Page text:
10 best PC gaming headsets 2016

Looking to kick your gaming cans? Check these out

Updated: We've added the SteelSeries Arctis to our shortlist of the best gaming headsets you can buy today.

No PC gamer worth their kill/death ratio would skimp on a decent headset. Arguably more important than a mechanical gaming keyboard or mouse, a worthy pair of cans make the difference between guessing where enemies are and hunting them down like a sonically-enhanced ninja.

Pick the right pair and you'll hear the sound of bullets envelop your ears while explosions rock your eardrums, and dialogue in games takes on a new level of clarity.

Whether you need a USB or 3.5mm headset, a surround sound or stereo pair, or simply one to communicate with friends online, we've picked out the very best PC gaming headsets for your needs.

Siberia 840

1. SteelSeries Siberia 840

A fantastic all-rounder that's hugely comfortable

Interface: Wireless or wired | Features: Closed back earcups, Dolby virtual 7.1 surround sound, Retractable directional mic with mute indicating light, Two hot-swappable Li-Ion batteries, Sound share audio recording, Click wheel, Memory-foam ear cushions, Works with Xbox 360, PS3/4, PC/Mac, Apple TV/Roku, Home entertainment and mobile devices

Dolby 7.1 surround sound

Sometimes you're prepared to pay a premium for a PC gaming accessory that does the lot, and in the headset category that's the Siberia 840. Following on from the already impressive Siberia 800 (and the H Wireless before that from 2014), the upgraded Sibera 840 now works with Bluetooth and is lag-free within games. It also supports SteelSeries Engine 3 - a gorgeous and user-friendly app that lets you manage and tweak every element of the Siberia 840 – from profiles to equalizer settings and what to show on the OLED display on the side of the accompanying base unit.

All of that is, of course, secondary to the Siberia 840's sound qualities which are nothing less than sublime. Activating Dolby 7.1 surround sound is like dropping you into the game. Enemies' footsteps can be picked out across a room including behind you, leading to some heart-in-mouth moments in shooters like DOOM.


2. V-MODA Crossfade Wireless

Stylish with powerful bass-driven tones

Interface: Wireless or wired (USB) | Features: Bluetooth connectivity, built-in microphone (Boom Microphone available for gamers), Lithium-ion battery with up to 12 hours of continuous music, Dual-diaphragm 50mm driver, Metal construction with leather, Military-level MID-STD-810 tested

Huge, eardrum-filling sound
Comfortable padded cups
Divisive design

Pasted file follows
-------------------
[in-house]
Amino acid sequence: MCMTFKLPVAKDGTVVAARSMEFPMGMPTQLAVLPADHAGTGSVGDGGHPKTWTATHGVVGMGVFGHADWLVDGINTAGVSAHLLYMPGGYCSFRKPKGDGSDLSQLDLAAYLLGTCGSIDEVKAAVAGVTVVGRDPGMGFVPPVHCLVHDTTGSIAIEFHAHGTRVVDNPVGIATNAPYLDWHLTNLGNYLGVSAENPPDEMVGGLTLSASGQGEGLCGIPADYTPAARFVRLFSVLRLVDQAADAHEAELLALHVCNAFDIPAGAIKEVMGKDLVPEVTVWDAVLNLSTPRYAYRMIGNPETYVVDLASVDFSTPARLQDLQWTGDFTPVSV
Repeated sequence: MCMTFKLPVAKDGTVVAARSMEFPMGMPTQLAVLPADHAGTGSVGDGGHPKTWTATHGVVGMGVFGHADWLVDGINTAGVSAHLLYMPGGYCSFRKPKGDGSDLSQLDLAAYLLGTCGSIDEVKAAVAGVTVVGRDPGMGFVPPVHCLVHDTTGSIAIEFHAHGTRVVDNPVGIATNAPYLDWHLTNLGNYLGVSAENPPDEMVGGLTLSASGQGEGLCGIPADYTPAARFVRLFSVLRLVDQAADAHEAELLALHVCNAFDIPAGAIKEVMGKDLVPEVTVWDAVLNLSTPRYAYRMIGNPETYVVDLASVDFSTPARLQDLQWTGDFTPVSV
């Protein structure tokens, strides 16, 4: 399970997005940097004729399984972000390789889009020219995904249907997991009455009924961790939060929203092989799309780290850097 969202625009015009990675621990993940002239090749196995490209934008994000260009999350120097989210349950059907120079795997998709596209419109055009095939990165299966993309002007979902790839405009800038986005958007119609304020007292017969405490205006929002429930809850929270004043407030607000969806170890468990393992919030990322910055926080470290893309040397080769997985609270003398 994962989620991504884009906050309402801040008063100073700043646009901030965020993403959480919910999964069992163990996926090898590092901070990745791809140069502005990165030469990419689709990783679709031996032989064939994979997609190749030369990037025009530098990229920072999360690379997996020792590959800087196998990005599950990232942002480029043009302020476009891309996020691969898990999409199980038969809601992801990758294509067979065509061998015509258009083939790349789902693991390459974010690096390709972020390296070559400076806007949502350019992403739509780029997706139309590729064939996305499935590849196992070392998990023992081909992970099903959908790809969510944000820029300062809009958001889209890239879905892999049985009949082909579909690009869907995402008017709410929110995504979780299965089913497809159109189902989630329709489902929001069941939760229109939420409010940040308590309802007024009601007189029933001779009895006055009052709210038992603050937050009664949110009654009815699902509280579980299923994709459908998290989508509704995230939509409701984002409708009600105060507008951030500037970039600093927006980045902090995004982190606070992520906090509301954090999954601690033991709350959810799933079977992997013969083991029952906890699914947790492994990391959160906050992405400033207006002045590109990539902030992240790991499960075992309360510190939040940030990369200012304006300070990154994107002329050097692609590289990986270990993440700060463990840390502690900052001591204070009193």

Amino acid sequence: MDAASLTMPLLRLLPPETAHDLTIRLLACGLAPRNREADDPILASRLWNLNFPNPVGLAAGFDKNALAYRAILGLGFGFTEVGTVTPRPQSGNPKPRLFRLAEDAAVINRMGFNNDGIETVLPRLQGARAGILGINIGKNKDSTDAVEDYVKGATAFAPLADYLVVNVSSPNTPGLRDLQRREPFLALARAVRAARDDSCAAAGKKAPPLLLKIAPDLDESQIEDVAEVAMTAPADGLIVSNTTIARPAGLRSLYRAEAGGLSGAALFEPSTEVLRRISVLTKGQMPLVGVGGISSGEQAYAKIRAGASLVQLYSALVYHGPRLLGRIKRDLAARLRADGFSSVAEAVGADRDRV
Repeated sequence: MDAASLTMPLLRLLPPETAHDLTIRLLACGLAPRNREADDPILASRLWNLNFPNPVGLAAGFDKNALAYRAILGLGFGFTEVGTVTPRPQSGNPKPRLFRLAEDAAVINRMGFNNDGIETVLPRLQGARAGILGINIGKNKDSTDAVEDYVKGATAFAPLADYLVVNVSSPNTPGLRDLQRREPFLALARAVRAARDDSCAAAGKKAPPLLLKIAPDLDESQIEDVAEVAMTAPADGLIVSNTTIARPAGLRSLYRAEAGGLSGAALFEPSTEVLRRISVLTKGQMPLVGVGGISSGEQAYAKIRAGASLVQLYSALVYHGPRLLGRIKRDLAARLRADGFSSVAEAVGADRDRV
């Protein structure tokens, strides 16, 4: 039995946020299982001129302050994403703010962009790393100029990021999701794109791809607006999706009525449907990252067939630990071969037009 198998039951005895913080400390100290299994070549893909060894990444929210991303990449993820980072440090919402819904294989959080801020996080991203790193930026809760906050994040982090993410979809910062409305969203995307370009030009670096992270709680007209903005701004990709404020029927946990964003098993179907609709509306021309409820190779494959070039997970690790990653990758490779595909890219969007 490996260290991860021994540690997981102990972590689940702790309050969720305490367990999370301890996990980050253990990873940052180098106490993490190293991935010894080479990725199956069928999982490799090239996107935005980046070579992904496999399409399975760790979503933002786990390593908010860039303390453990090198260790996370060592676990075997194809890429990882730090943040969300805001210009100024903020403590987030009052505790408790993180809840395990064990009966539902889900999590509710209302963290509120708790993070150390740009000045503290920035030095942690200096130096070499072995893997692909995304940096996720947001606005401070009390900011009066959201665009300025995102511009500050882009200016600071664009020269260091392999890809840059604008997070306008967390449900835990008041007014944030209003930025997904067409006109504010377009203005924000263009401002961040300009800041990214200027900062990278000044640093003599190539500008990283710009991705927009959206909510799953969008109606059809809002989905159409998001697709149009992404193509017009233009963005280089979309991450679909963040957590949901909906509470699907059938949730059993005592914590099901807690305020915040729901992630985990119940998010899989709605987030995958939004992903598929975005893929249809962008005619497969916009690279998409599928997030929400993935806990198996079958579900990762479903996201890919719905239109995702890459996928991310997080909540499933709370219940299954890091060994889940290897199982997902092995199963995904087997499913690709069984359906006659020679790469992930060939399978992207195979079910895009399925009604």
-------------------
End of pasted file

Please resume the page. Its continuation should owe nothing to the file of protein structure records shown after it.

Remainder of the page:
Don't fold

If you're more interested in the sounds coming out of your gaming headset, rather than glowing LEDs, macro keys and other nonessential extras, then the V-MODA Crossfade Wireless is the headset for you. These stylish cans are a treat for the ears, emitting booming sound that's bass-heavy with fantastically crisp treble at the other end. Whether you're being rocked by explosions in Battlefield or can hear the roar of the crowd in Fifa, they bring games to life and are equally suited to listening to music; You'll be able to pick out parts of your favorite tracks that you never previously thought existed.

Stepping out of the soundscape for a moment, the V-MODA Crossfade Wireless feature comfortable memory foam ear cups that don't irritate the ears even after hours of use, and you'll get around 12 hours out of its battery life when connected via Bluetooth. This headset's rugged build quality, funky travel case and optional USB connectivity add up to make it one of the best headsets on the market.

Read the full review: V-MODA Crossfade Wireless

3. SteelSeries Arctis

High performance with a low profile

Interface: Wireless or wired (3.5mm) | Features: 2.4GHz wireless technology (Arctis 7 only); 15-hour battery; built-in digital audio control; Virtual 7.1 Surround Sound; Steelseries Engine software, Compatible with PC, Mac PS4, Xbox One, smartphones, tablets and VR

Sterling bass and treble quality
Professional design
Ugly suspension headband
Bi-directional mic only benefits PC

Unlike some of its competitors, SteelSeries stresses subtlety in its headset designs. The Arctis continues this trend by flaunting sound quality and comfort over gaudy appearances. 

When you pop an Arctis on your head, the goal is for your audience to see a professional environment rather than, say, a Dorito stain on your chair. The customizable lighting, however, gives you plenty of wiggle room, though, if the monochrome look isn’t your thing.

The SteelSeries Arctis comes in three distinct flavors: Arctis 3, Arctis 5 and Arctis 7, each one more expensive than the last. The Arctis 3 is pretty analog protocol while the 5 ships with an external digital-to-analog converter (DAC) and the Arctis 7 is wireless with 2.4GHz connectivity. Each model comes with digital audio control built-in, with an app available for those looking to take this one step further.

The only drawbacks worth noting are a less-than-attractive suspension headband along with a bi-directional mic that, while effectively noise-cancelling on PC, actually adds to the noise level on consoles.


4. Asus ROG Strix Wireless

Low-input lag makes these great for gaming

Interface: Wireless | Features: 2.4GHz wireless technology; 900mAh battery; Headset-mounted control buttons; Virtual 7.1 Surround Sound; Sonic Studio software' Compatible with PC, PS4, Xbox One, smartphones, and tablets.

Great 7.1 surround sound
Soft padded earcups
Bulky plastic design

Looking like something straight out of Quake 2, Asus' Strix 7.1 wireless gaming headset immediately caught our eye thanks to its large black-and-orange ear cups that are decked in a circular pattern resembling an owl's eye. Those oversized ear cups makes them comfortable to wear for extended periods but there's no RGB lighting on them, which on the plus side provides up to 10 hours of continuous gameplay using 2.4GHz wireless to connect.

Asus claims that it provides lower latency than Bluetooth, and while it's difficult to verify that, bullets whizzing past our head in-game synched up pretty well thanks to virtual 7.1 surround sound being blasted into our ears from all directions. Asus' Sonic Studio software provides an easy method of tweaking sound settings, and we found cranking up the (already sufficient) bass in the app's equalizer particularly satisfying for both gaming and listening to music.

Turtle Beach

5. Turtle Beach Elite Pro

Like kicking back on your favorite comfy couch

Interface: Wireless or wired (3.5mm) | Features: 3.5mm upstream and downstream jack, 50mm drivers, Memory foam earpads, Glasses relief system, Optional Tournament Audio Controller, Standard microphone included

Tactical Audio Controller
No surround sound
Pricey with TAC